MALINDA THURSTON, Administratrix, Appt.,
232 U.S. 469 (34 S.Ct. 394, 58 L.Ed. 688)
MALINDA THURSTON, Administratrix, Appt., v.
Decided: February 24, 1914.
- opinion, Van Devanter [HTML]
Messrs. Harry Peyton, F. Sprigg Perry, and John W. Clark for appellant.
Argument of Counsel from pages 469-473 intentionally omitted
Assistant Attorney General Thompson for appellees.
Argument of Counsel from pages 473-475 intentionally omitted
Mr. Justice Van Devanter delivered the opinion of the court:
This suit was begun in the court of claims in 1892, under the Indian depredation act of March 3, 1891 (26 Stat. at L. 851, chap. 538, U. S. Comp. Stat. 1901, p. 758), to recover from the United States and the Ute Indians the value of certain personal property alleged to have belonged to appellant's intestate, and to have been taken and destroyed by members of the Ute tribe in 1857. It was also alleged that the claim had been presented to, and was pending before, the House of Representatives in 1877 and 1878. The allegations of the petition were traversed, and a trial resulted in a judgment of dismissal for want of jurisdiction, upon the ground that the claim accrued before July 1, 1865, and had not been presented to Congress, or any officer authorized to inquire into such claims, prior to the act of 1891, and so was not cognizable under that act.
The facts disclosed in the findings, and material to be noticed, are these: The depredation occurred at Mountain Meadows, Utah, September 11, 1857, while the appellant's intestate was en route, with an emigrant train, from Arkansas to California, his life being taken at the time. In 1877 and again in 1878 one of his daughters, on behalf of his heirs, presented to Congress a petition praying that they be reimbursed for the property from the public treasury. The petitions, as also the accompanying affidavits, represented that the depredation was committed by Mormons acting under the direction of Brigham Young, and contained no suggestion that it was in anywise chargeable to the Ute Indians or to any Indians. In response to each of the petitions a bill was introduced in the House of Representatives, reciting that the depredation was committed by Mormons at the instance of Brigham Young, and making an appropriation to reimburse the heirs as prayed in the petition, but neither bill was passed, and the claim was not otherwise recognized by Congress. In no other way or form was the claim presented to or pending before any department of the government, or any of its officers or agents, prior to the passage of the act of 1891.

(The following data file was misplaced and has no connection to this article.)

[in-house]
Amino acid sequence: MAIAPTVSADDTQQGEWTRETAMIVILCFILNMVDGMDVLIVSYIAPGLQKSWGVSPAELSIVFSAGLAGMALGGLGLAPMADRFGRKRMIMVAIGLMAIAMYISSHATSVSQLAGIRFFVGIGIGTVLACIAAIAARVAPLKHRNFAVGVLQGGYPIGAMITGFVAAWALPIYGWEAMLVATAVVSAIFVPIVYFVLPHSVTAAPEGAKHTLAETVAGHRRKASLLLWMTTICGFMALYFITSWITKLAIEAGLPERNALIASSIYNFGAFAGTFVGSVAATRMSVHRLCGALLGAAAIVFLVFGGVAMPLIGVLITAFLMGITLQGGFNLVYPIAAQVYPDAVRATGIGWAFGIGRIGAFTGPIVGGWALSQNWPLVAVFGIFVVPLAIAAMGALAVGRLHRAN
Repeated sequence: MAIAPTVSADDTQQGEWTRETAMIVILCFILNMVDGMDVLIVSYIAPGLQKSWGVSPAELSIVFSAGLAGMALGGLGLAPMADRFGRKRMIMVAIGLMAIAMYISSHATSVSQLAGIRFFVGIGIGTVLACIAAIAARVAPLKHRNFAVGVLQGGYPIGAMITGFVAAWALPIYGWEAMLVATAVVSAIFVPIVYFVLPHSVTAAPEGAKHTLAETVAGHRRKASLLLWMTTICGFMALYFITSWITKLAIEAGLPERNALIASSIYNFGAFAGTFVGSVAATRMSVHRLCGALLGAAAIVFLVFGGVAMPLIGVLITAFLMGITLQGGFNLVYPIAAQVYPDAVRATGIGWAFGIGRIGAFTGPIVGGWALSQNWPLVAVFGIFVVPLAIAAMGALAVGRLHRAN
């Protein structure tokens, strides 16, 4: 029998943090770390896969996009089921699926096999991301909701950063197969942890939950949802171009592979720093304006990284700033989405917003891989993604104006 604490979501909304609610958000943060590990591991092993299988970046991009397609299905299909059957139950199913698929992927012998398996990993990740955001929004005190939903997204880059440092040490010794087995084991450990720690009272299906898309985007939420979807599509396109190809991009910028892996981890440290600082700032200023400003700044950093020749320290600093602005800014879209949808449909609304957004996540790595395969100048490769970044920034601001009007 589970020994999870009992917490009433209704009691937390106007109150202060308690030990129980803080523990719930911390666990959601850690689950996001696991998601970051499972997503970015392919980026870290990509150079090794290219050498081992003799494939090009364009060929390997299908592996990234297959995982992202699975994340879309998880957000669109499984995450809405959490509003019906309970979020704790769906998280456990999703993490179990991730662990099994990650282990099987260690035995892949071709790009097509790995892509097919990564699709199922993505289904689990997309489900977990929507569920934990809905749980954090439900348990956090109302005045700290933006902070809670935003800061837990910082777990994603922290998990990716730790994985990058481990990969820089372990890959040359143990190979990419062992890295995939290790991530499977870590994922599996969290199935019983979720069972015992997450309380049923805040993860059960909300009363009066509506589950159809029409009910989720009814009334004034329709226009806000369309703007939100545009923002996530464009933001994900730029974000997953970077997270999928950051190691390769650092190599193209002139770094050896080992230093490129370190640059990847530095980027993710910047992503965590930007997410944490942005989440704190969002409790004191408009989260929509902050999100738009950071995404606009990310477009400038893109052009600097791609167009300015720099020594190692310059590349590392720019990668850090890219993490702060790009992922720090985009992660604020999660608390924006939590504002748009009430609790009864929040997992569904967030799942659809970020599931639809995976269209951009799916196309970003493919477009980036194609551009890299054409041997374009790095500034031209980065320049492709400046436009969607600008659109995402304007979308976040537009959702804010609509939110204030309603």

Preliminarily, it is well to observe that the court of claims has no general jurisdiction over claims against the United States, and can take cognizance only of those which, by the terms of some act of Congress, are committed to it. Johnson v. United States, 160 U. S. 546, 549, 40 L. ed. 529, 531, 16 Sup. Ct. Rep. 377.
Turning to the act of 1891 we find that it is not couched in general terms, but, on the contrary, carefully specifies what claims may be considered, and as carefully points out some which it is intended shall not be considered. It is entitled, 'An act to Provide for the Adjudication and Payment of Claims Arising from Indian Depredations.' Its 1st section empowers the court to inquire into and adjudicate, among others not material here, 'all claims for property of citizens of the United States, taken or destroyed by Indians belonging to any band, tribe, or nation in amity with the United States, without just cause or provocation on the part of the owner or agent in charge, and not returned or paid for.' And the 2d section declares: